"This is a kid who was hurt by the fact the scouts couldn't get back out to the Pro Days and give him a chance to put a good number down in the 40[-yard dash]," Bercich said. "He's able to open his hips, turn and run and stay foot-to-foot with the receiver … it's great coverage.

"He uses that long frame and long arms to force the receiver further out to the sideline … that narrows that corridor for the throw," Bercich added. "For Dantzler, outside of a lackluster 40 time [at the combine] … which maybe scared away a lot of teams, you don't see a lot of holes in his game. He's the type of corner you would think this defense would want."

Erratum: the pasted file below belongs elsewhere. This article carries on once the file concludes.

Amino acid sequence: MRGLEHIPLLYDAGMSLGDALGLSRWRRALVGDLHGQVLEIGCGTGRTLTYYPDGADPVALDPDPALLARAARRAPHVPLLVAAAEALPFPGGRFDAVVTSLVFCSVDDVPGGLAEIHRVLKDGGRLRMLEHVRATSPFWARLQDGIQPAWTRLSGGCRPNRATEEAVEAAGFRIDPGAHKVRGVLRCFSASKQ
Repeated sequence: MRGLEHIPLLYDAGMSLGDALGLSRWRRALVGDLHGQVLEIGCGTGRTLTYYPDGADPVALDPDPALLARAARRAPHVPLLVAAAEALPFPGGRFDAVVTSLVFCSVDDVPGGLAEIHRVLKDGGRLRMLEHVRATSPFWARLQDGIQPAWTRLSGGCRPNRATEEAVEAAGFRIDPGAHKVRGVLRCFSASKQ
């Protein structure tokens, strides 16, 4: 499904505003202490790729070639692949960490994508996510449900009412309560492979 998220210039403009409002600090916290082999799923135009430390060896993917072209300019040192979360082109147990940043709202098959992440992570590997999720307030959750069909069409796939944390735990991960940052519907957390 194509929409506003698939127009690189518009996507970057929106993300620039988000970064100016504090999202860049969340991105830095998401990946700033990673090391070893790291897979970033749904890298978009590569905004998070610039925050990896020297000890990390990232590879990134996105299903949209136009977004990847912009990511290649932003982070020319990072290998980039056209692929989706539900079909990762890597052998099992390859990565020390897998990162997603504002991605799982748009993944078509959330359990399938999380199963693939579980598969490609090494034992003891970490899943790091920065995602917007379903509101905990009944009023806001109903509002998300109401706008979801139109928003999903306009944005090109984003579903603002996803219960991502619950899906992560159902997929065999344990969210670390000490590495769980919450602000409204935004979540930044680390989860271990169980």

Player Profile: Harrison Hand, Temple, junior

The Vikings drafted their third and final corner of 2020 in the fifth round.

Hand measured 5-foot-11 and 197 pounds at the 2020 combine, where he showed off his hops. Hand's vertical leap of 41 inches tied Okudah, the first-round pick of Detroit, for the best among cornerbacks in this class.

Hand began his college career at Baylor, but transferred to Temple for his final college season. He recorded 59 tackles (4.0 for loss) and three interceptions for the Owls in 2019.

"I'm just ready to go in however they want to use me and do it to the best of my ability," Hand said. "I'm just ready to work."

View images of Vikings 5th round draft pick Temple CB Harrison Hand.

Where He Could Play: Hand could vie for playing time at either cornerback spot, and is also expected to help contribute on special teams.